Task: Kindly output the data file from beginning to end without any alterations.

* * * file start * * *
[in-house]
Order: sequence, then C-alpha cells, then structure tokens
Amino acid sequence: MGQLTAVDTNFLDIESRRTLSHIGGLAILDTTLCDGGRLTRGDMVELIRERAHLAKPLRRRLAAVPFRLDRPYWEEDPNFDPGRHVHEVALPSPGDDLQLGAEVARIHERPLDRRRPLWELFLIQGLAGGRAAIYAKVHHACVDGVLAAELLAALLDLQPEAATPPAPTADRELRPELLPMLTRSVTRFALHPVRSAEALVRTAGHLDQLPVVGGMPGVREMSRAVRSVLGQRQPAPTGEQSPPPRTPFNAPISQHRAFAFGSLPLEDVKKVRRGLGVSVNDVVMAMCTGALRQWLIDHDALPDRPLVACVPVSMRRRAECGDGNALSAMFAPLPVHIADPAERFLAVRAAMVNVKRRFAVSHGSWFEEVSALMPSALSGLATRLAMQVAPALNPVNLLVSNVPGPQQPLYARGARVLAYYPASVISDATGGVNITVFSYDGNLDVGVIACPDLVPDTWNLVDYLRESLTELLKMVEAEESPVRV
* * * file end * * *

[in-house]
Order: sequence, then C-alpha cells, then structure tokens
Amino acid sequence: MGQLTAVDTNFLDIESRRTLSHIGGLAILDTTLCDGGRLTRGDMVELIRERAHLAKPLRRRLAAVPFRLDRPYWEEDPNFDPGRHVHEVALPSPGDDLQLGAEVARIHERPLDRRRPLWELFLIQGLAGGRAAIYAKVHHACVDGVLAAELLAALLDLQPEAATPPAPTADRELRPELLPMLTRSVTRFALHPVRSAEALVRTAGHLDQLPVVGGMPGVREMSRAVRSVLGQRQPAPTGEQSPPPRTPFNAPISQHRAFAFGSLPLEDVKKVRRGLGVSVNDVVMAMCTGALRQWLIDHDALPDRPLVACVPVSMRRRAECGDGNALSAMFAPLPVHIADPAERFLAVRAAMVNVKRRFAVSHGSWFEEVSALMPSALSGLATRLAMQVAPALNPVNLLVSNVPGPQQPLYARGARVLAYYPASVISDATGGVNITVFSYDGNLDVGVIACPDLVPDTWNLVDYLRESLTELLKMVEAEESPVRV